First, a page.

Democratic Repair: What Britons want from their democracy
More in Common
Luke Tryl, Conleth Burns, Tim Dixon, Míriam Juan-Torres
The report ‘Democratic Repair: What Britons expect from their democracy’ is based on polling and focus groups of our British Seven segments from across the country.
The overwhelming majority of people feel proud of our democracy and democratic values. But a clear majority are unhappy with how the system works. They feel that the ‘political elite’ don’t care about them: it’s one set of rules for them, and another set of rules for the rest of us.
People feel increasingly frustrated by a democratic system that isn’t delivering for them or helping to make their lives better, and they feel let down by politicians who fall short of their expectations. Dissatisfaction is deepest among the three most disengaged groups, who make up almost half the population: Loyal Nationals, Disengaged Traditionalists and Disengaged Battlers.
This distrust and disengagement are dangerous because it leaves these groups more open to anti-democratic trends that have taken hold in other democracies: populists who break the rules, divide their societies into us-versus-them and undermine the rule of law and fair treatment of minorities.
An important message is that disengagement is not always a bad thing – some people would rather leave it to the politicians and policymakers they elect to solve problems on their behalf, others don’t have the time to engage in tackling society’s problems while balancing the other demands of their daily life.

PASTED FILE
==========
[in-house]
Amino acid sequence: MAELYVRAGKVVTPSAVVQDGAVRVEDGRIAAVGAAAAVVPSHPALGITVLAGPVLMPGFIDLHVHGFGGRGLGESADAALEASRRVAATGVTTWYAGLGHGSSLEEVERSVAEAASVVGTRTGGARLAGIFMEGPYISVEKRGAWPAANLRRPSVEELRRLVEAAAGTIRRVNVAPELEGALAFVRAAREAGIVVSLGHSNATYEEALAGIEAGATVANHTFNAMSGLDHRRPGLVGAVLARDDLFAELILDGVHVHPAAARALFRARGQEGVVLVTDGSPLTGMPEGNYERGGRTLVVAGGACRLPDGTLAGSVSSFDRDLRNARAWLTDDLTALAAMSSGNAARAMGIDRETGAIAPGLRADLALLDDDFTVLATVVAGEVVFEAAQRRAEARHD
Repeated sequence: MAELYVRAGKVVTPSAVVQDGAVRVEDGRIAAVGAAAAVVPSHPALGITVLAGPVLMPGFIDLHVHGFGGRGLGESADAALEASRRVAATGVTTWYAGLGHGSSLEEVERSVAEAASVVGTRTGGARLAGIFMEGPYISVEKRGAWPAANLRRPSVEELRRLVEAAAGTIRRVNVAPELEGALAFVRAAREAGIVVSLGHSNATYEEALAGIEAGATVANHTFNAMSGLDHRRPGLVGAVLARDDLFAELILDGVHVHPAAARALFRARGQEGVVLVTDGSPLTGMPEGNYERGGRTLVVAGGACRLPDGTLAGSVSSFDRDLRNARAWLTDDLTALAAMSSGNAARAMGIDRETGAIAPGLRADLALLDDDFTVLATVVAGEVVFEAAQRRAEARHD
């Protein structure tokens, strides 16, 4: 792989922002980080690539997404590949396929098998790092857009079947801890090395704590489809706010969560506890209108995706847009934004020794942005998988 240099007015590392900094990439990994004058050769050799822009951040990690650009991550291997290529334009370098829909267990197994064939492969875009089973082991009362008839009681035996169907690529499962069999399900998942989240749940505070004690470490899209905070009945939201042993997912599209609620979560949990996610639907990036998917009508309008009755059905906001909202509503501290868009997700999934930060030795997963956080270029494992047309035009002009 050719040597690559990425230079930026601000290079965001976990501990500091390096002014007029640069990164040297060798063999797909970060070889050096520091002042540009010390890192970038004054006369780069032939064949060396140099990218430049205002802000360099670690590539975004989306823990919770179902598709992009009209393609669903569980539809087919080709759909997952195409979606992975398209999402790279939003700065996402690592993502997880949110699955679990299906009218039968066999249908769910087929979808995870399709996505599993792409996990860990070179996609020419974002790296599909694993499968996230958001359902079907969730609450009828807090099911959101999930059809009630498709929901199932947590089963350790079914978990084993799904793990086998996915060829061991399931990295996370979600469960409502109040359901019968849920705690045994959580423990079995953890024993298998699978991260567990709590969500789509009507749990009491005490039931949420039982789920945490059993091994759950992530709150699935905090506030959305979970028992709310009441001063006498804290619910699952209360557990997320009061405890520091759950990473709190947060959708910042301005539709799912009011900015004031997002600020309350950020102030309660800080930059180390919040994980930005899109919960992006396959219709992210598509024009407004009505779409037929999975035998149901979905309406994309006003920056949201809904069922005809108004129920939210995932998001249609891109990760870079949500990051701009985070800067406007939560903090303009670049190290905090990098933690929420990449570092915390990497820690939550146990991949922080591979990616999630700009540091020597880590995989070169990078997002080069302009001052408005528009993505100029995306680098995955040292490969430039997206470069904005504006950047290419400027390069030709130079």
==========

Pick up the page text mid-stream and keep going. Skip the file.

In contrast, no point disengagement is driven by a feeling that our political system is rigged against ordinary people, that citizens can’t make a difference, and that the elite simply works in their own interest. This type of disengagement is far more malignant, posing a threat to people’s commitment to democracy itself.
That is why the report argues that levels of engagement should not be taken as a proxy for satisfaction. Instead, we think that Britain’s democracy will be stronger and healthier if we focus more on ensuring that everyone feels they have a stake in the system and that more people’s voices are heard in decision-making, rather than a sole focus on higher levels of engagement.
Drawing on the findings in this report, with its emphasis on those least engaged and satisfied, the report identifies nine recommendations for renewing democracy in the UK.
In an era of increasing media fragmentation, more needs to be done to tackle disinformation and present a common view of the ‘facts’.